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Single health insurer plan stalls

ONE PET project of Prime Minister Robert Fico’s government, the re-establishment of a unitary system of public health insurance, which was meant to be in place this year, has been pushed back indefinitely.

Health Minister Zuzana Zvolenská(Source: TASR)

ONE PET project of Prime Minister Robert Fico’s government, the re-establishment of a unitary system of public health insurance, which was meant to be in place this year, has been pushed back indefinitely.

The plan had already hit a raw nerve with the two private health insurers operating on the Slovak market, and it is unclear if it will ever come to fruition. Health Minister Zuzana Zvolenská said the project is ready but it will not progress until the funding is secured.

“We are ready in terms of legislation, we are only waiting for the financial coverage,” Zvolenská said after the government’s regular session on February 12.

On October 31, 2012, the cabinet gave the unitary health insurer project tailored by the Health Ministry its blessing. The ministry listed three ways in which it can create a single health insurance company: acquiring the shares of the private health insurance companies, taking over the management of the private insurers’ client portfolios, and expropriating the private health insurers for an appropriate sum, with the first option cited as the best alternative. In the event of the best case scenario taking place, if the state reaches an agreement with the stakeholders of the two existing private health insurers Dôvera and Union, the single health insurer should have been launched as of January 1, 2014. In the event of expropriation, the single insurer was planned for July 2014, according to the original plan.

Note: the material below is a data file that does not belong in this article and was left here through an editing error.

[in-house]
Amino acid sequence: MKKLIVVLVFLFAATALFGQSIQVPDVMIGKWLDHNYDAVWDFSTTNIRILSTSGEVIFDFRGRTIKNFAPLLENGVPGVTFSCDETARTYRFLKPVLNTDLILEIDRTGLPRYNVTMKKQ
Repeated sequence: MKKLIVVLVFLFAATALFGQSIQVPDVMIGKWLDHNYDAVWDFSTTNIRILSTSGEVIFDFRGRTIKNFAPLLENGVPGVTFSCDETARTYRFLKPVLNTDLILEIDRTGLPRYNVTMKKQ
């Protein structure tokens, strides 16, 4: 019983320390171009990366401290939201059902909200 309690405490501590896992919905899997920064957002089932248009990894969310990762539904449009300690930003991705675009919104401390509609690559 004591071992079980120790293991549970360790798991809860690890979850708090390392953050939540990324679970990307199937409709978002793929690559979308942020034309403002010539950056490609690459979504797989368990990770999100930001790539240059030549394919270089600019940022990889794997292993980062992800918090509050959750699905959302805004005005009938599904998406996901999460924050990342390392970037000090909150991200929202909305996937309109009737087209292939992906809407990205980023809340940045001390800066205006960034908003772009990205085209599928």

“As the manager of the state treasury I have to say today that we do not have the money for it,” Finance Minister Peter Kažimír said, as quoted by the SITA newswire, following the February 12 government session.

Kažimír noted that the state plans to gain resources for the project from the sale of its stake in the Slovak Telekom company, however the minister did not comment on the specific amount needed to execute the plan.

The Health Insurers’ Association (ZZP) welcomed the news of the delay.

“We consider the government’s decision not to waste taxpayers’ money on a project that wouldn’t bring savings in health care to be correct,” ZZP President Katarína Kafková told the TASR newswire. “Taking into consideration the state of the national budget and Slovakia’s international obligations, it is also the only possible solution.”

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